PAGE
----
What can the Passion Play do to fill this void?

CS: Everything the three of us do will only work if we use powerful imagery, powerful music, and if all blends in harmoniously with the script - this is the only way to truly reach the people. A typical Passion Play production hopes to address not just a single sense, it needs to appeal to all the senses. During the Baroque era, even smells were used in the Play - in an attempt to capture every aspect of human nature. And I believe that this is how theatre is created.


Contemporary theatre?

CS: Some people believe that Oberammergau' theatre is old hat. But nothing could be further from the truth. We are telling a contemporary story. Which is an important story to tell. Today, faith is becoming relevant again, suddenly faith is a new bone of contention, suddenly anti-Semitism is on the rise again, or anti-Islam or anti-Christianity...

SH: We are very much aware of the forces we are dealing with. It is true that this monument which makes its reappearance every ten years is a reflection of our times, but we would do well not to sacrifice everything to zeitgeist.

MZ: I never tire of advising caution: The story, as written from the evangelist Matthew's perspective, is very easy to misunderstand. And we would hate to be misunderstood. Especially in this day and age, you need to go to great lengths to avoid adding fuel to the fire of people you really don't want to encourage.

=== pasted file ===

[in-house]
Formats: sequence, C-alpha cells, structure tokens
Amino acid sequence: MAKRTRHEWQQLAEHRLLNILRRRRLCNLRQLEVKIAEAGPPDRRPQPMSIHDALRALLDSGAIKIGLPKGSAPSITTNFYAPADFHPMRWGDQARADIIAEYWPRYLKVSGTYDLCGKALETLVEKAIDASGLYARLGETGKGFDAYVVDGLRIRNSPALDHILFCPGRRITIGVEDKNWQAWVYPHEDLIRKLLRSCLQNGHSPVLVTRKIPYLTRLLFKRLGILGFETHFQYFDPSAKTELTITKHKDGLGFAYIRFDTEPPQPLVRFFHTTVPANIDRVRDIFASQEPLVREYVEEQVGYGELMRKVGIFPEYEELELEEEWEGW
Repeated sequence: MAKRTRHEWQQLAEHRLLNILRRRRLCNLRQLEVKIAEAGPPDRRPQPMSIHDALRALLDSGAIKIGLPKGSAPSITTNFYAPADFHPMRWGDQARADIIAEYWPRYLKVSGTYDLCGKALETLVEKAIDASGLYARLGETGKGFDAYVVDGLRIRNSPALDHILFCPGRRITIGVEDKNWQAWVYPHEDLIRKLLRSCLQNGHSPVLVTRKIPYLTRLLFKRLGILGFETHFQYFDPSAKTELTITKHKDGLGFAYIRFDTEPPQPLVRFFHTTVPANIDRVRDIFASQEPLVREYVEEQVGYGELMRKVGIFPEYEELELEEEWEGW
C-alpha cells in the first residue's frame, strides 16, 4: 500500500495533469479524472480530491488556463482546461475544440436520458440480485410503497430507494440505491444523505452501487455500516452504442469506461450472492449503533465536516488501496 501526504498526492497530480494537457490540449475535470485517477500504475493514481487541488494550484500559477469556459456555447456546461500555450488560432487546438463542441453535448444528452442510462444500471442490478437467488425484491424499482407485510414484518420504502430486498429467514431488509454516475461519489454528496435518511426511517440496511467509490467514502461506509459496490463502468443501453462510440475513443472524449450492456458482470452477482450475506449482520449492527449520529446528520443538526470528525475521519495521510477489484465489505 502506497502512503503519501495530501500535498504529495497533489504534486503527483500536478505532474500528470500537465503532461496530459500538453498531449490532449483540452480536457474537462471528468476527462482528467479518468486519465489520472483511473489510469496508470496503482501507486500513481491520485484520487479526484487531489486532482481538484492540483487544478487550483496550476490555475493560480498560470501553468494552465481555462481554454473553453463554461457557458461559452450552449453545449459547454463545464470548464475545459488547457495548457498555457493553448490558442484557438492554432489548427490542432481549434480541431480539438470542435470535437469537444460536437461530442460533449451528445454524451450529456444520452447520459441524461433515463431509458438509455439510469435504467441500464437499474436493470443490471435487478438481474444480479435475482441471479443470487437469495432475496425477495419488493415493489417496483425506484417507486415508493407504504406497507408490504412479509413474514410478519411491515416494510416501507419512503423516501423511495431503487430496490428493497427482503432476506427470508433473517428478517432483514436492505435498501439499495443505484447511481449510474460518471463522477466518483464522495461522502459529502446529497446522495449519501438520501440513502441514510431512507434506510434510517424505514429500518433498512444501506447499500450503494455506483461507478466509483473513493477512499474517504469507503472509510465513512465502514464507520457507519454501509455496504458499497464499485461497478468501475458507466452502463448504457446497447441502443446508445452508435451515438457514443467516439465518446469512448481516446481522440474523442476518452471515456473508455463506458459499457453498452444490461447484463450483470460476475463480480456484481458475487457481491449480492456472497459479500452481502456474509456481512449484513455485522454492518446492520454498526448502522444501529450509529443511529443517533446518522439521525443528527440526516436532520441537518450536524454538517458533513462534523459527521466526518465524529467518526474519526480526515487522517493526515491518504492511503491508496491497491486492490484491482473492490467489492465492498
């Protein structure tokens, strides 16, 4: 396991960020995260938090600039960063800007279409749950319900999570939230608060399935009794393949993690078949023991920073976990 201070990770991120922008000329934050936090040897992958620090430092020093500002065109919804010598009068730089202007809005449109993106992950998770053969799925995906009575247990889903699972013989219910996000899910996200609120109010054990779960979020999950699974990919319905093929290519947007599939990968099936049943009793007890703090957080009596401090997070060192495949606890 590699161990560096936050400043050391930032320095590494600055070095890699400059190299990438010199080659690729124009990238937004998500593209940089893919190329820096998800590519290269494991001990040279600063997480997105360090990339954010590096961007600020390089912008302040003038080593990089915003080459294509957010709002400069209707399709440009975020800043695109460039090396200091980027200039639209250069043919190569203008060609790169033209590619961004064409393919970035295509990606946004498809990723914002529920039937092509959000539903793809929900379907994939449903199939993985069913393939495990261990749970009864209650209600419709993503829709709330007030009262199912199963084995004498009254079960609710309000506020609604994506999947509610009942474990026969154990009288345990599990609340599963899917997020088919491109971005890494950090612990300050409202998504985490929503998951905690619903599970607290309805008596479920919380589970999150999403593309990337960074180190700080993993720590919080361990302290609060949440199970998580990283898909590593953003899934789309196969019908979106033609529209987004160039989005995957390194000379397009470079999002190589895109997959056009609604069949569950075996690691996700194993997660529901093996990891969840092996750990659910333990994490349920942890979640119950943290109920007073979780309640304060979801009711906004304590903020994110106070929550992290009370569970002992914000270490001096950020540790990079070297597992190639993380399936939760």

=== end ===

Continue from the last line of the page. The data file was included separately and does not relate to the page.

And what about the future? Would you describe the work for the Passion as your life's calling?

CS: I would say that at the end of the day, it really has turned into something like a life's calling. In a way, it has become part of every one of us.

SH: Well, I got an appointment with my fabric dealer in India for 2029!

MZ: I kind of hope to take "second stage" the next time around. I've done the this job four times now, and there comes a time when you should pass the baton ...

CS: We have no problems whatsoever recruiting new talent - I believe that the Play still has enough draw to intrigue the next generation, if the sheer number of performers is anything to go by. My philosophy about the future: God's favourite joke = man's planning!

Interview: Teresa Grenzmann

Photo: Gabriela Neeb